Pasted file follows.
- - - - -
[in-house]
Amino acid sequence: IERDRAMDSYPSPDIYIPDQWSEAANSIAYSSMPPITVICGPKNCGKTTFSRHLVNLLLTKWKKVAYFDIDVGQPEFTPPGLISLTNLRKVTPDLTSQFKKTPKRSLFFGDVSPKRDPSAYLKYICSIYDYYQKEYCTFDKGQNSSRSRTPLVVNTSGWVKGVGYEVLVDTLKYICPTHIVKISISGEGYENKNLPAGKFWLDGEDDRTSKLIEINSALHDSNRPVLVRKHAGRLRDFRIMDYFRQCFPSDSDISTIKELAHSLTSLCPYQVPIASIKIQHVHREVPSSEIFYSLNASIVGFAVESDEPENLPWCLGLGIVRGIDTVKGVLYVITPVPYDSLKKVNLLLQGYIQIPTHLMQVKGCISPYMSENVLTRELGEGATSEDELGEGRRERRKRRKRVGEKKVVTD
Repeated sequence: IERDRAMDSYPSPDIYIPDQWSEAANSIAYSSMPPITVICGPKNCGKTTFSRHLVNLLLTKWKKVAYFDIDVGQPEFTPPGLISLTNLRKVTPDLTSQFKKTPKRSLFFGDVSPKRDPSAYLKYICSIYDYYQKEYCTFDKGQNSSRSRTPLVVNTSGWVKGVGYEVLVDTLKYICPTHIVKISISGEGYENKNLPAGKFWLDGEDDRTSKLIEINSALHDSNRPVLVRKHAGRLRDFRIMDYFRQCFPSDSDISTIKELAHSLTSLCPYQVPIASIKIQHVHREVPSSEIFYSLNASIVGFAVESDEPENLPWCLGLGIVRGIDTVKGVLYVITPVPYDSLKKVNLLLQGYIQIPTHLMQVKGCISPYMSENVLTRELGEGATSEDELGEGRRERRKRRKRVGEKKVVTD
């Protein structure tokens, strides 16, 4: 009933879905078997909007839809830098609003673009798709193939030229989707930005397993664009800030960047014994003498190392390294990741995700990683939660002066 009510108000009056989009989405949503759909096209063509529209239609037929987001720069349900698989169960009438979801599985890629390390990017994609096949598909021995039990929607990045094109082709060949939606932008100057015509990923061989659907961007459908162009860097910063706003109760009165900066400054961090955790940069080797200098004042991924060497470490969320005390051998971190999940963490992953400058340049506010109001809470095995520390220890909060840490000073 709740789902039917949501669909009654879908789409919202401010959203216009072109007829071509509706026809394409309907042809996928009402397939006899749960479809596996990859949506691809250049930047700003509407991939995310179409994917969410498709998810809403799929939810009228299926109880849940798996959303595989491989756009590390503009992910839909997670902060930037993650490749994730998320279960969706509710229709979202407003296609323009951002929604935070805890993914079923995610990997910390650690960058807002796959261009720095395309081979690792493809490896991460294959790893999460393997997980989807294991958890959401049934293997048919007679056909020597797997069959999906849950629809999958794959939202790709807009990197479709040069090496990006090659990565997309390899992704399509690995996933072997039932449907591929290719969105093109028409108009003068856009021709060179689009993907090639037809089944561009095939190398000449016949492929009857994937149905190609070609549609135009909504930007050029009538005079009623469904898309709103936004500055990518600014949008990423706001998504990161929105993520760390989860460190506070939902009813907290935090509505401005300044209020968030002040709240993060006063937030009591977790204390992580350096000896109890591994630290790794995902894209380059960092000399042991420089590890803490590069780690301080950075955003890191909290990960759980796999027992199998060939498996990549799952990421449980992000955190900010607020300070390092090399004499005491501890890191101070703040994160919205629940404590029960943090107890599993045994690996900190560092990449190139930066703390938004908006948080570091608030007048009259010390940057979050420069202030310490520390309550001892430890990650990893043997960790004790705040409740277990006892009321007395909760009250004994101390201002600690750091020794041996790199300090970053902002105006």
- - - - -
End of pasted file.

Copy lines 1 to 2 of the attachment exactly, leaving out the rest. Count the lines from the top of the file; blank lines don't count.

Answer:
[in-house]
Amino acid sequence: IERDRAMDSYPSPDIYIPDQWSEAANSIAYSSMPPITVICGPKNCGKTTFSRHLVNLLLTKWKKVAYFDIDVGQPEFTPPGLISLTNLRKVTPDLTSQFKKTPKRSLFFGDVSPKRDPSAYLKYICSIYDYYQKEYCTFDKGQNSSRSRTPLVVNTSGWVKGVGYEVLVDTLKYICPTHIVKISISGEGYENKNLPAGKFWLDGEDDRTSKLIEINSALHDSNRPVLVRKHAGRLRDFRIMDYFRQCFPSDSDISTIKELAHSLTSLCPYQVPIASIKIQHVHREVPSSEIFYSLNASIVGFAVESDEPENLPWCLGLGIVRGIDTVKGVLYVITPVPYDSLKKVNLLLQGYIQIPTHLMQVKGCISPYMSENVLTRELGEGATSEDELGEGRRERRKRRKRVGEKKVVTD